In Moving Performance at Roulette, Cellist Andrew Yee Ponders Identity and Conflicting Emotions

Andrew Yee took a seat onstage and swept the bow across their cello’s open strings without missing a beat. They packed a slew of emotions into those few, unornamented notes, making every swell feel as if it came directly from the heart. And though it was a comfortably full room at Roulette on March 23, the audience was still. The two-part evening started with Yee and concluded with the String Orchestra of Brooklyn; it was the second show of the orchestra’s two-day String Theories Festival, which also featured performances by jazz trio Nepenthae and composer and vocalist Nyokabi Kariũki.

Yee began their solo set with Leilehua Lanzilotti’s ko’u inoa (2017) because it feels like a “reset,” and by the final gossamer tone, there was certainly a sense of renewal born from the music’s tranquility. The piece was also a fitting concept for the evening. Ko’u inoa, which translates to “my name is,” is a meditation on selfhood, and Yee initially created this program to explore their bi-racial and non-binary identity (noting from the stage that they now identify as trans, but the concept remains). At its core, the program sought to consider the contrasting emotions and experiences that color our everyday lives — ideas of belonging, love, grief, and the flickers of joy that can still arise in dark times.

Andrew Yee with String Orchestra of Brooklyn -- Photo by Todd Weinstein

Andrew Yee with String Orchestra of Brooklyn — Photo by Todd Weinstein

The music focused on texture and dynamics rather than ornamentation, balancing explosive moments with serene pauses. During Caroline Shaw’s in manus tuas, Yee leapt between bold, Bachian rolled chords and paper-thin melodies, imbuing each note with passion; in Andrew Norman’s For Ashley, Yee jumped through fast-paced melodies and savored moments of rest, creating a tidal wave of emotion. Throughout, the cello acted as an extension of their own voice, a vehicle for telling the stories of their life.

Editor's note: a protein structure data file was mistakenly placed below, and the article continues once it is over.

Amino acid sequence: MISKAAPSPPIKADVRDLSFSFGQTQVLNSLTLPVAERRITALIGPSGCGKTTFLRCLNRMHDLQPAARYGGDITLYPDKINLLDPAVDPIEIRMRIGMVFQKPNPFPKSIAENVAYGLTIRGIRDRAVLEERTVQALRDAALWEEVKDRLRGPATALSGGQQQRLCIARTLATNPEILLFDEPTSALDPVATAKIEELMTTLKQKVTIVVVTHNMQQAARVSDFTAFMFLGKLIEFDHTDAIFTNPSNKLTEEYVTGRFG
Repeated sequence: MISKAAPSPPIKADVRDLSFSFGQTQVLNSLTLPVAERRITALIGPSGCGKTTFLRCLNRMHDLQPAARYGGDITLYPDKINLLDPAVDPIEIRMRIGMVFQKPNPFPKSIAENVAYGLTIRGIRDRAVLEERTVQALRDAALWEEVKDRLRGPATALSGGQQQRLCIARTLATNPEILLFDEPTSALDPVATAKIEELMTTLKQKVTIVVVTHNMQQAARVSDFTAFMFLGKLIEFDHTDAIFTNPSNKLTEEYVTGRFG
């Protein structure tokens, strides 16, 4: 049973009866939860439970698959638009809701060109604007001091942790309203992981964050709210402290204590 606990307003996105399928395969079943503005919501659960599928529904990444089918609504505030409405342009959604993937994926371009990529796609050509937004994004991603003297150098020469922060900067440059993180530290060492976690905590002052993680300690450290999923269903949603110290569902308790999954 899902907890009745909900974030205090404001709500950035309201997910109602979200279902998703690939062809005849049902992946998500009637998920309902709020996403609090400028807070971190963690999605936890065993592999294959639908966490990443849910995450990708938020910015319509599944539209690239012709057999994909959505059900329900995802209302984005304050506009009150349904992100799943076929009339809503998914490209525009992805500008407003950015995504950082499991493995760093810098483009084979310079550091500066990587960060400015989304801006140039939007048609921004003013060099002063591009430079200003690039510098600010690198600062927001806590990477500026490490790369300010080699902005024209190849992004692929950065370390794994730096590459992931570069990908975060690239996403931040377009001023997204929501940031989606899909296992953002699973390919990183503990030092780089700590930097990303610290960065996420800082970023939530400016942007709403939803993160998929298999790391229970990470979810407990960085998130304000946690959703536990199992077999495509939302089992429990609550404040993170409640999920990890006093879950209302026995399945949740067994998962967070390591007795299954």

Yee’s own composition, The Sea as it Is, was the most moving piece of the evening. Written for spoken word and cello, it wades through the opposing feelings of grief and immense happiness that Yee has felt at the beach. Before playing the piece, they noted that the past few months have been difficult for the trans community; this music made time for acknowledgement and reprieve. Expanding outward from a resonant open C string, Yee’s bow revved and slowed like waves reacting to a storm passing through. Poignant plucks cut through the din, accompanying Yee as they talked about how the ocean is “where we come from.” The ocean reappeared throughout the concert, as a theme and in Yee’s playing — their style was fluid like water, explosive like the crashing of a wave, gentle like a peaceful beach sunrise. The concept of the ocean held within it elation and despair, uncertainty and comfort, beauty and terror.

String Orchestra of Brooklyn -- Photo by Todd Weinstein

String Orchestra of Brooklyn — Photo by Todd Weinstein

Following Yee’s solo set, the String Orchestra of Brooklyn took the stage to present works that reflected on their set with similar watery textures. Co-composed by Shaw and Yee, Moby Dick Suite layers rumbling, sustained tones that conjure the strength of the sea. Next was Shaw’s entr’acte, which she composed after hearing Haydn’s String Quartet Op. 77, No. 2. Though the composition could be an intriguing look at the Classical minuet and trio, String Orchestra of Brooklyn’s performance often felt hurried, rushing through every phrase so much that the ensemble’s sound became cluttered and dissonant. But at the end of the program, they returned to a sense of calm by presenting a full-ensemble version of Lanzilotti’s ko’u inoa, which Yee had played as a solo in the first half. In this version, each section passes the bariolage melodies to each other, creating an echoing, rippling effect, and a final moment of peace.

The strength of the evening lay in how each performance found depth in simplicity. Under Yee’s bow and the String Orchestra of Brooklyn’s fingertips, open strings felt as full as a chord. Nowhere was that more clear than in Yee’s version of Rodgers and Hammerstein’s “Oh What a Beautiful Mornin’.” Yee commented from the stage that they sing this song to their child every day, but here, they sang slowly and quietly, zeroing in on the song’s poignancy. By the end, Yee created a sense of hope and meditation in the room. It was a glimmer of radiance and a reminder to leave room for joy, even when it seems out of reach.


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